Early Georgian Portraits Catalogue: Introduction
The following text is from the National Portrait Gallery collection catalogue: John Kerslake, Early Georgian Portraits, Her Majesty's Stationery Office, 1977 (now out of print). For the most up to date research on the Collection, we recommend reading the information provided in the Search the Collection results on this website in parallel with this text. This can be accessed by following the link with each portrait’s title.
In consulting the following, please note that apart from the reformatting which allows the printed catalogue to be made available on-line the text is as published in 1977. Footnotes in the original edition are given within square brackets.
A note on the relation of the Gallery's collection to British portraiture 1714-60 
Collecting is the art of the possible. To this rule the National Portrait Gallery in our period is no exception: strong in statesmen, men of action and the arts, including a fine series of self-portraits, but not as rich in their own sphere as, for example, the Royal collection, the Royal Society, Lambeth Palace, the National Maritime Museum or the Scottish National Portrait Gallery. Some celebrities never sat; portraits of others have disappeared; yet others remain in the collections for which they were painted, and have not become available.
The present coverage in the Gallery is necessarily uneven, in terms of both sitter and artistic quality. Handel had been in this country some sixteen years before Denner painted him (NPG 1976); no earlier portrait is now known. Kneller's oil of Halley is lost; our painting (NPG 4393) of the great astronomer is by the obscure and uninformative R. Phillips. Wolfe became famous only in death: the bust by Wilton, the finest portrait (c.f. NPG 4415), is not only posthumous, but, strictly speaking, Lord Gower's servant, from whom it was taken. There are fine portraits of wealthy members of the established church, and Herring sat to Hogarth and to Hudson: but the Romney, the only surviving painting of Wesley by a major artist, is in Philadelphia, and ours (NPG 2366) is an early copy. Both the period and the Gallery are rich in literary portraits, especially of Pope, though, as in the case of Handel, we lack a major bust. With the four founders of the English novel the situation is mixed. Fielding never sat.  Of Smollett, there remains only a telling oil, by an unknown hand, probably Italian (NPG 1110), and a newly discovered miniature. Richardson was more fortunate in his friendship with Highmore, one of the most attractive painters of the mid-century (Stationers Company and NPG 1036).  But only the genius of Sterne was matched by that of his artists, Reynolds and Nollekens (NPG 5019 and NPG 1891).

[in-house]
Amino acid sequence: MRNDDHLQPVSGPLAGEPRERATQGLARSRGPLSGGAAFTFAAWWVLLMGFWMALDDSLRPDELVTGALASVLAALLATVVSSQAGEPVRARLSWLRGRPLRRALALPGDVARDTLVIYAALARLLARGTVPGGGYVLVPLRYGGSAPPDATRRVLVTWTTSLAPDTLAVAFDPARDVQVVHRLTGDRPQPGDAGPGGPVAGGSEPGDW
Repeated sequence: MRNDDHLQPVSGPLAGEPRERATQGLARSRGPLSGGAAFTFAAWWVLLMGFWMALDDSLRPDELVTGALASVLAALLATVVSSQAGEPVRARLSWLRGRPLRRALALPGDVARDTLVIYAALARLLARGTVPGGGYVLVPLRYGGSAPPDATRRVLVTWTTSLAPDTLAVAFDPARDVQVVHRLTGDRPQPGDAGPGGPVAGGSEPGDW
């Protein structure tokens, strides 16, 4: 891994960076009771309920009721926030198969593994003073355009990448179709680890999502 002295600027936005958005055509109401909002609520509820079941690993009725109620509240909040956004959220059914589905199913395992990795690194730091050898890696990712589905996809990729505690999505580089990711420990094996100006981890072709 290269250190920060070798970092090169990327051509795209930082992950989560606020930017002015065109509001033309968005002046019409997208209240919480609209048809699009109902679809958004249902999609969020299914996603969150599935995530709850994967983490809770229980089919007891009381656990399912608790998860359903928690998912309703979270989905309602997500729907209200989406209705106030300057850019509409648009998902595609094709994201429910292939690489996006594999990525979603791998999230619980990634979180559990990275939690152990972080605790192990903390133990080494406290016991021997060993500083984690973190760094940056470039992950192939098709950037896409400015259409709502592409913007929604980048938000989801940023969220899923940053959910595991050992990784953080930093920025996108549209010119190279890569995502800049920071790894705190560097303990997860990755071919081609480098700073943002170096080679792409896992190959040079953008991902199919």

Few would dispute that, after the death of Kneller in 1723, native portrait painting was at a very low ebb, or that by 1760 it was on the verge of its golden age. The collection is not altogether typical of women's portraiture in the period, comparatively few being of quite sufficient fame for admission. This apart, a sample of the quality of the work in the Gallery shows it fairly representative of the peaks, and depressions, of this fitful advance. Most of our Knellers and our best Dahl, the early self-portrait, fall within the previous volume, but in this is a rare profile of George I (NPG 4223). Neither of the Dahls is of high quality: no significantly better version of the mediocre Pope (NPG 4132) is known, while the Sir William Watkins Wynn (NPG 2164) is a copy of the original still in the family. Jervas, Kneller's pupil, may well have won his reputation with a work like the whole length Pope (NPG 1179), attractive in colour and only a little gauche; but his more usual awkwardness is evident in our Queen Caroline (NPG 369).
Of the foreign visitors, Vanloo is better represented elsewhere: our studio version of his Sir Robert Walpole, 4th Earl of Orford (NPG 70) is mechanical by comparison with the 2nd Duke of Grafton (q.v.) at Euston. Though damaged by over-cleaning, it is still possible to see how the Venetian colour and suave design of Amiconi's Queen Caroline (NPG 4332) would have appealed to a former patron of Jervas. Mercier's middle period is seen in the Frederick Prince of Wales (NPG 2501); also in the 'Music Party' (Frederick Prince of Wales with his sisters, NPG 1556), but some of his best portraits remain in private hands, especially the Handel, which evokes the very act of composition.